So you’re interested in starting a business blog. You should be! Social media and blogs have become powerful marketing tools that can help improve customer service, build your company brand and drive traffic to your website, whether you are a plastic mold service company or Web design firm. Getting started is tough, though, especially if you don’t know where to begin – or if a blog is even a smart move for your business in the first place.
Here are 10 frequently asked questions about starting a business blog.
Your customers are using the Internet to find your products and services and to learn more about what you have to offer. Your website provides the who, what, where, and how much. A blog allows you to go even further – connecting with customers to give them more detailed information about how your products work, why your services are the best, what kind of people are behind your company, who your customers are, and more.
It depends. Despite all the benefits, not every business should have a blog. Identify the objectives of your blog. Do you want to increase traffic to your website? Educate your customers? Connect with them? Establish your authority in the industry? When done right, a business blog can help you achieve all of these. However, if you don’t put in the time or effort, you likely won’t see any results.
Post content that is relevant to your business and your industry. Promote your products and services, but don’t make every blog post an advertisement for your company. Share industry news, office updates, and information on how certain services work. For example, if you are a credit card processor, write posts about credit card processing at pump gas stations, restaurants, and hotels to reach a wide range of customers. Just be sure to keep your blog’s main objective in mind, and to post relevant, interesting content that will spark a conversation.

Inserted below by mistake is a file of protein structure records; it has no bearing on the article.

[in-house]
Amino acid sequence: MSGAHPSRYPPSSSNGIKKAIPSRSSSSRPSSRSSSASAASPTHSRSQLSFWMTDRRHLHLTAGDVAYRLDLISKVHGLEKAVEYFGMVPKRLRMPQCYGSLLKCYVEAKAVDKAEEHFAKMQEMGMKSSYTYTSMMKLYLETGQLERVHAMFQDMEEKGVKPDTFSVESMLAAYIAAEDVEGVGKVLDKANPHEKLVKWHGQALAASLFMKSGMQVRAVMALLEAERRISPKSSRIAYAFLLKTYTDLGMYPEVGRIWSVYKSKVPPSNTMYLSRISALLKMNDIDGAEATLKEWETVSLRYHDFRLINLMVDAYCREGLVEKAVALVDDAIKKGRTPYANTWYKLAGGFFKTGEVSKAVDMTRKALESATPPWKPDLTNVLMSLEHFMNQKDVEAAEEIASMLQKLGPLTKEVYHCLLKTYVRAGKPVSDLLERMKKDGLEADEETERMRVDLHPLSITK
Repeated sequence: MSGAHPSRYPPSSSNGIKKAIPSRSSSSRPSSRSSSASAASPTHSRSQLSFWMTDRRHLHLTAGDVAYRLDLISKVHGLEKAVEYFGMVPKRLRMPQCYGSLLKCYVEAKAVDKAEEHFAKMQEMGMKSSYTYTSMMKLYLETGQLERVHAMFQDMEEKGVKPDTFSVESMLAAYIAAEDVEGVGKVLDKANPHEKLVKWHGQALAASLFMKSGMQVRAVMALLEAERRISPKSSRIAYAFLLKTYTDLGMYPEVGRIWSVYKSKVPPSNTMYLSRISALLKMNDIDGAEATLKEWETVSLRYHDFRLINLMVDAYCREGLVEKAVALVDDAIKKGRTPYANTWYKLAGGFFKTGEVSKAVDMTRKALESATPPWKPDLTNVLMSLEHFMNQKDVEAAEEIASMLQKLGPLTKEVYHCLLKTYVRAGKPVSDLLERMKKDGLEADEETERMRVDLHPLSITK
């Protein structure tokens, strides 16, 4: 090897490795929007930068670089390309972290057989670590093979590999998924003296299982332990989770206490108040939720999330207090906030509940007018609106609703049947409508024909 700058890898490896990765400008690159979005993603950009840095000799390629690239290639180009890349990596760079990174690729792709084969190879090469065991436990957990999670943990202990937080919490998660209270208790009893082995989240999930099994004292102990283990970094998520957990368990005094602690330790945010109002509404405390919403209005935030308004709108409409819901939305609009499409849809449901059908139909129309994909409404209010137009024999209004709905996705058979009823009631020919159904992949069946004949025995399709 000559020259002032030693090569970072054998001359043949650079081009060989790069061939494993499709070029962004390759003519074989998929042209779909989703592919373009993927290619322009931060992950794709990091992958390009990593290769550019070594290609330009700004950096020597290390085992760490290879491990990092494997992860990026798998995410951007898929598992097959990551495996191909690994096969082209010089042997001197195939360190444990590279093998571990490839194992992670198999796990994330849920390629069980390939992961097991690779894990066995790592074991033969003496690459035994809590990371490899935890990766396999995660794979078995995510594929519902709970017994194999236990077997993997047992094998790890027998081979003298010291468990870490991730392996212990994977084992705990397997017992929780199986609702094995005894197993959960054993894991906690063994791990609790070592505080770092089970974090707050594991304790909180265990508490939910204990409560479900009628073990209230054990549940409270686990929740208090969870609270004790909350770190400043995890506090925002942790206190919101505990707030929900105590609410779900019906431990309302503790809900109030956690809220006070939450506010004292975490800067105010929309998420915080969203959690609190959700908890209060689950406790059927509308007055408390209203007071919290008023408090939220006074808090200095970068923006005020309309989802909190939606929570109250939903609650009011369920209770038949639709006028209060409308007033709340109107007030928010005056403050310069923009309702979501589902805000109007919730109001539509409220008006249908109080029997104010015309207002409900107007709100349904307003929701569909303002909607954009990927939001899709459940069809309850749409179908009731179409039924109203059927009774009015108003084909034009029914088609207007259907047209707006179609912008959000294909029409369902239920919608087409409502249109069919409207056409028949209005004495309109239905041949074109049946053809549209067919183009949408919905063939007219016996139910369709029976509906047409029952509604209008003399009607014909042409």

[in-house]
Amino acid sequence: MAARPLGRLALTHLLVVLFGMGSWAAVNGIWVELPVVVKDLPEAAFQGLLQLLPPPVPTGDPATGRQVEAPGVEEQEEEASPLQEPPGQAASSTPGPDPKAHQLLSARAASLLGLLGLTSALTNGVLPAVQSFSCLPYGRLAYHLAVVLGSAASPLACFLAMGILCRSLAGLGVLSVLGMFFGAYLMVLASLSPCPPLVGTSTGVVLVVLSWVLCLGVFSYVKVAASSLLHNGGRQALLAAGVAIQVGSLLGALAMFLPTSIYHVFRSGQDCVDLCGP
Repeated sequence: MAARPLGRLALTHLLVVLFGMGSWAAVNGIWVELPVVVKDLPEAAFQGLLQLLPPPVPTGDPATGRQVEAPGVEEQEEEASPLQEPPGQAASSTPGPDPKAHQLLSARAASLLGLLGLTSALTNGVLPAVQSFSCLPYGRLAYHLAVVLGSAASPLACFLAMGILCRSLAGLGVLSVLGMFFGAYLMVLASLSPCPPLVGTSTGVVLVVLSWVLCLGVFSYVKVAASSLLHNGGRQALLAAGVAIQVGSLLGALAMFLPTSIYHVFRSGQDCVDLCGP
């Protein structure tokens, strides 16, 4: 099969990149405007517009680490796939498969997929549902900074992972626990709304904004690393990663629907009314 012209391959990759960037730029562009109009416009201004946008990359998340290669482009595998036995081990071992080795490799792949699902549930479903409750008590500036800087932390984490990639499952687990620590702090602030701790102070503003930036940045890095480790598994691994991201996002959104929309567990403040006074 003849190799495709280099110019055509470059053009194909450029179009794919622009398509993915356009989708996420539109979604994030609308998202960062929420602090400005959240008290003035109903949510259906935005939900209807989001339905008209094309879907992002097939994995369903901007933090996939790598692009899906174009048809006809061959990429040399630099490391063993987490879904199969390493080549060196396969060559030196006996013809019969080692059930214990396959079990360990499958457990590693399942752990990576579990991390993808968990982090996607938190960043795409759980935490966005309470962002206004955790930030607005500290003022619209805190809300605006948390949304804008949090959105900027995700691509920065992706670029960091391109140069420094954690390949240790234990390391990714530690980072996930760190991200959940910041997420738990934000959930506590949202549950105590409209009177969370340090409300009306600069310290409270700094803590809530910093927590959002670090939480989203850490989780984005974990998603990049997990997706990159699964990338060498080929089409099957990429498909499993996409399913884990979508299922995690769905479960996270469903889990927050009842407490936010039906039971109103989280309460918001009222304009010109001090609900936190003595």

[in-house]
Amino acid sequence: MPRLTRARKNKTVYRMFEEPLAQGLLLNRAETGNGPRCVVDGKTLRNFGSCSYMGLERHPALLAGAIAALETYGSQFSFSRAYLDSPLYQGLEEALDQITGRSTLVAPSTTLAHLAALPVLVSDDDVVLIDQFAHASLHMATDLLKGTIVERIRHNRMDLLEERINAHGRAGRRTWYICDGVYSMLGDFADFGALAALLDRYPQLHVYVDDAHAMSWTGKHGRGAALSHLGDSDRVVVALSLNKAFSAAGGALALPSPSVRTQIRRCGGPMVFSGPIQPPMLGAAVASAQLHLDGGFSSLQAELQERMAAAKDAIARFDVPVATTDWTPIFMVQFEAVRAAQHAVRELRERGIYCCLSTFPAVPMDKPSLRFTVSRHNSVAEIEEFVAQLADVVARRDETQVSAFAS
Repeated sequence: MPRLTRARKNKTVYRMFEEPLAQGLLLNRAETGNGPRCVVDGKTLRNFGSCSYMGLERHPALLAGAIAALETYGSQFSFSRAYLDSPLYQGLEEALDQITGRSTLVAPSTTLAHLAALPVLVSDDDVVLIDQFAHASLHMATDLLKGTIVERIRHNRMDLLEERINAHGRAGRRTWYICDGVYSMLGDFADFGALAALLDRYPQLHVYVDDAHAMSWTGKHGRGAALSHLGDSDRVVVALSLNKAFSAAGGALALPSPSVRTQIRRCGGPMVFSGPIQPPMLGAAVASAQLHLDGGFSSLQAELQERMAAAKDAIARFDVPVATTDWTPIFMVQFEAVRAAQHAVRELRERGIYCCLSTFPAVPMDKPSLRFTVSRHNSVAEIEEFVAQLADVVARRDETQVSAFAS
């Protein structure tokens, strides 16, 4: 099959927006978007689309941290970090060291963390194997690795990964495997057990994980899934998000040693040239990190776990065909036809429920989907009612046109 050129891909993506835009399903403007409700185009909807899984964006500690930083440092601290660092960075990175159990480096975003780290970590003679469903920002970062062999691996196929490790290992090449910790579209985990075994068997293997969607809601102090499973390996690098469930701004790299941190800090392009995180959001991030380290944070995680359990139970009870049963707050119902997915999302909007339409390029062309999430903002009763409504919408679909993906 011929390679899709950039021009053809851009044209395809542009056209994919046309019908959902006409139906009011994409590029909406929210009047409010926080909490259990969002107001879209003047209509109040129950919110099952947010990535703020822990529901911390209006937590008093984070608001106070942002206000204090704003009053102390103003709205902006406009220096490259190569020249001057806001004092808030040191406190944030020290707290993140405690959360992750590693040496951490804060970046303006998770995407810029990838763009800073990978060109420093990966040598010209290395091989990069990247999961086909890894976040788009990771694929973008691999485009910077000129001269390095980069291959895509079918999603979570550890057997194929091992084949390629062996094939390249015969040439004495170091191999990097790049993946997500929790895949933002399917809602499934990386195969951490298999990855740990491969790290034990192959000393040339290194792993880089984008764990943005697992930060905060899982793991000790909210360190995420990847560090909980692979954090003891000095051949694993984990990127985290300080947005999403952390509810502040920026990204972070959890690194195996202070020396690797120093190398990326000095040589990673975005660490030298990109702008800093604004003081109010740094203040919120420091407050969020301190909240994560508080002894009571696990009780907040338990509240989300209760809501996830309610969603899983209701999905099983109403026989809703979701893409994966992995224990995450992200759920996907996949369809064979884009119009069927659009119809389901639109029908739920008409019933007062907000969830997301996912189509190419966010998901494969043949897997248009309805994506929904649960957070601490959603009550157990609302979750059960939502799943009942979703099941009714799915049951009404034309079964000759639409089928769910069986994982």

Ideally, multiple people within your company would contribute to the blog, keeping each post fresh and providing an expert view from various areas of the business. However, not everyone can write. And not everyone has the time to sit down and craft a blog post. For this reason, there is usually one person or one team assigned to updating and maintaining the blog, depending on how many resources your business can devote to it. Ultimately, whoever is writing the blog should be a good writer.
With quality content that is regularly updated. SEO is about more than just keywords; while keywords still play a big role, Google wants to put the most relevant content at the top of search results. To improve your website’s SEO, your blog should:
Because blogging offers a great opportunity to share your content across the Web, you’re generating brand awareness with every post – especially when you write content that continually establishes your company’s message, style, and culture. Writing guest posts on other prominent industry blogs can also help generate brand awareness and drive traffic back to your blog and website.
Share your posts through Twitter and Facebook. Network and build relationships with other bloggers – when you read and comment on other blogs, they’re likely to check yours out and, if you’re posting quality content, share it with their readers. Keep in mind that it takes time and effort to build a blog following. Don’t get discouraged if you don’t see immediate results.
Your blog’s name should be easy to remember and easy to spell. Include your company’s name to reinforce your brand. Whole Foods Market, for example, maintains a blog called Whole Story. Twitter’s blog is simply called Twitter Blog. Don’t get too hung up on the name. A blog name that people will remember will be more effective than a creative one that people will forget.
At least once a week, though posting three times a day or even every day also works. When you start posting multiple times a day, you risk information overload – your readers might not be able to keep up.
There is a number of factors that can help measure the effectiveness of your blog. Set up Google Analytics to track the amount of traffic your blog gets, as well as search rankings, incoming links, and trackbacks from other sites. Track the number of comments your blog receives and how much your posts are shared, liked, and retweeted on Facebook and Twitter. Monitor how many subscribers you have. Analyze and evaluate these measurements against your blog’s initial goals, and grow from there.
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